Their studies show that a common characteristic of neurodegenerative diseases in persons with RBD is the presence of alpha-synuclein-positive intracellular inclusion bodies.8 These findings suggest that RBD may be symptomatic of an underlying synucleinopathy. The researchers noted that RBD does not appear to be associated with Alzheimer disease (AD) except in complex cases in which Lewy bodies are present.

"A remarkably consistent observation over the years is that RBD is a precursor to neurodegenerative diseases such as PD, LBD, and MSA. Of course, RBD is not present in all patients with synucleinopathies, but it is common, and it is rarely associated with tauopathies," explained Boeve in an interview with Applied Neurology.

"There is a clear linkage between neurodegenerative disease and the synucleinopathies," agreed David G. Harper, PhD, associate director of geriatric research at McLean Hospital in Belmont, Massachusetts. "What we should focus on here is the pattern of the damage seen in PD, MSA, and LBD compared with that of the tauopathies, such as AD and progressive supranuclear palsy. The alpha-synuclein proteins seem to aggregate in the neurons, particularly in PD and LBD, and in high concentrations in the substantia nigra."


Many patients in whom either PD or LBD is newly diagnosed have a history of RBD.6,9 "Five years after seeking medical help for RBD symptoms, 45% of elderly patients progress to either PD or LBD," Harper remarked. Incidence of RBD has been reported at 15% to 33% in cases of PD,10 and Boeve and coworkers found Lewy body pathology in 83% (15 of 18) of autopsy cases of patients with RBD and dementia in the absence of parkinsonian symptoms.8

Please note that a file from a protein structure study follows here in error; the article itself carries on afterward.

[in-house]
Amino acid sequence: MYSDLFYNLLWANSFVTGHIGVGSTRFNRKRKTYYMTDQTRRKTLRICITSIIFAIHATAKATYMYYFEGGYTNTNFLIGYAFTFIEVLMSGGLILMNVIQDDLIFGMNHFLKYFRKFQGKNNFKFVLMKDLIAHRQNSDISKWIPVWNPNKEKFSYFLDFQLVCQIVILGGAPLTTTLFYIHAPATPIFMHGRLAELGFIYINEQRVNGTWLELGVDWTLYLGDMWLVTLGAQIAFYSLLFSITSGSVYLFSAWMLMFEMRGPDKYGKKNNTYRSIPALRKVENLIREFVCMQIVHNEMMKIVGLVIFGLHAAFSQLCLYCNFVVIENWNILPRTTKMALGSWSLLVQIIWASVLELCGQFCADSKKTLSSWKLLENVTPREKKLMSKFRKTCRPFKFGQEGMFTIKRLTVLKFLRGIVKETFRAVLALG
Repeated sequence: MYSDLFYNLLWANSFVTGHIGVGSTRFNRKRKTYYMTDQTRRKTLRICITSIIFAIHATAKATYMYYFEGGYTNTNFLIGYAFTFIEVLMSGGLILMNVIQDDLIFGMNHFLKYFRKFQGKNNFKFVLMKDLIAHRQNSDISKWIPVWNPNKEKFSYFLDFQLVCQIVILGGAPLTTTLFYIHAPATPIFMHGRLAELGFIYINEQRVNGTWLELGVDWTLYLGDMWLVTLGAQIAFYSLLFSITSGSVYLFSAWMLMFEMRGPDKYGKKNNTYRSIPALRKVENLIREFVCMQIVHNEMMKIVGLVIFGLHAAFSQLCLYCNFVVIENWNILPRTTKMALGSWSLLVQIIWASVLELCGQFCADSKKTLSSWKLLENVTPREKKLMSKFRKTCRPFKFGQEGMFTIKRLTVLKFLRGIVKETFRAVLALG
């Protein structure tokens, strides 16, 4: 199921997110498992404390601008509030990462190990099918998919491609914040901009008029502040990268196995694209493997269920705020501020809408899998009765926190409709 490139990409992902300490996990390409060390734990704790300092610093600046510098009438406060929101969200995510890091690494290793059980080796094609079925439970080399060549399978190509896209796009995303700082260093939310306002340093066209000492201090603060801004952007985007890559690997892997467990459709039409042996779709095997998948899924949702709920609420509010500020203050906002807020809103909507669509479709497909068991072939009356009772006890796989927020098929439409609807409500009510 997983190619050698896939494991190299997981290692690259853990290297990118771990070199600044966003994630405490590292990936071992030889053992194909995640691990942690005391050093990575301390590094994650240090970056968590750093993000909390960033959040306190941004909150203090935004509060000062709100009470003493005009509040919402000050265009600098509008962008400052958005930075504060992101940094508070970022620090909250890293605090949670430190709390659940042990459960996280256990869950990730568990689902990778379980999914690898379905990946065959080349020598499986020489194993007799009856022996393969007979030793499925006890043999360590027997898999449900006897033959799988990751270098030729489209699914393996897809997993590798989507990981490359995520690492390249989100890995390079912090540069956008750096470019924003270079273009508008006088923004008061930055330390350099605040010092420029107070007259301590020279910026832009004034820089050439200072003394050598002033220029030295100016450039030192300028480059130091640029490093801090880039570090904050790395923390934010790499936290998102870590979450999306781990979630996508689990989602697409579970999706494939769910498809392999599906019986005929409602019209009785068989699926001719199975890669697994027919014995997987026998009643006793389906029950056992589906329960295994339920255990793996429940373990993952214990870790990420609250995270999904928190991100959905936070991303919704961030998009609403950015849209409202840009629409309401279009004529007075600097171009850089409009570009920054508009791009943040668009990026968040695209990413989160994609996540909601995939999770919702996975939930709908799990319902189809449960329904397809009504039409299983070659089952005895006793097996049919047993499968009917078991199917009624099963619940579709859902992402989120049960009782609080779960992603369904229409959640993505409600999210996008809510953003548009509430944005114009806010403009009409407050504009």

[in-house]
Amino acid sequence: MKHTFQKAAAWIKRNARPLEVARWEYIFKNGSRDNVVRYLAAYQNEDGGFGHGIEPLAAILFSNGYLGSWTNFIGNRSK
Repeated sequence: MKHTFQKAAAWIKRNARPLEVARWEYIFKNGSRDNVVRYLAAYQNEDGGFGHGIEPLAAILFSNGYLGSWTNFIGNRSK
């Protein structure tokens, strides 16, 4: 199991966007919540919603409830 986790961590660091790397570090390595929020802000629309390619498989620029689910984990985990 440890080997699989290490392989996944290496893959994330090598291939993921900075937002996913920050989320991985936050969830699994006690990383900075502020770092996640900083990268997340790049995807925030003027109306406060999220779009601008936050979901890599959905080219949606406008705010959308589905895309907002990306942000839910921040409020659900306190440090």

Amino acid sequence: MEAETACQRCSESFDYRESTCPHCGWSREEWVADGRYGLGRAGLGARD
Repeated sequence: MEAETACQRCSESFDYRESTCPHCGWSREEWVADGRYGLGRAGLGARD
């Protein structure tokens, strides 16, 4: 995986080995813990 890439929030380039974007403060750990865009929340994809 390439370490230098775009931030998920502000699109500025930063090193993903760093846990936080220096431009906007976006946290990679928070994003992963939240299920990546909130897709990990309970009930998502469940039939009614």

A proposed explanation for RBD in association with LBD is the loss of neurons in monoaminergic brain stem nuclei-particularly those in the locus coeruleus and substantia nigra-that causes decreased inhibition of the cholinergic pedunculopontine nucleus, which is the mediator of sleep atonia. In addition to being a useful treatment for LBD, cholinesterase inhibitors have been shown to reduce symptoms of RBD in some patients.9


REM sleep without atonia, a variant of normal sleep in which muscle tone is present during REM, was first reported in patients with MSA in the 1970s.11 During the ensuing 3 decades, the association with its pathologic variant-RBD-and MSA has become firmly established. The distribution of neurodegeneration is generally more widespread in MSA than it is in PD, and it is generally characterized by atrophy of the pontine structures that are responsible for the phenomenon of REM-sleep muscle atonia.11 The most important early discriminator between MSA and PD is the poor response to levodopa in patients with MSA. These patients, mostly female, often exhibit disrupted sleep with REM phase alterations and may present with frank RBD.1


RBD may well become a bellwether for identifying patients before neurodegenerative motor symptoms develop, thus potentially allowing for early intervention in neurodegenerative disease,11 although preventive treatments for RBD and synucleinopathies currently are lacking.

"At this point, we unfortunately do not have any available treatments that will delay the onset or prevent the progressive degeneration related to the synucleinopathies,"explained Boeve. "Coenzyme Q10, a rather benign over-the-counter preparation, has been found to slow the rate of progression of RBD to PD. There is no actual proof that coenzyme Q10 works, but since it requires no prescription, it is an agent that people with idiopathic RBD might try. Unfortunately, no proper dosage has been established."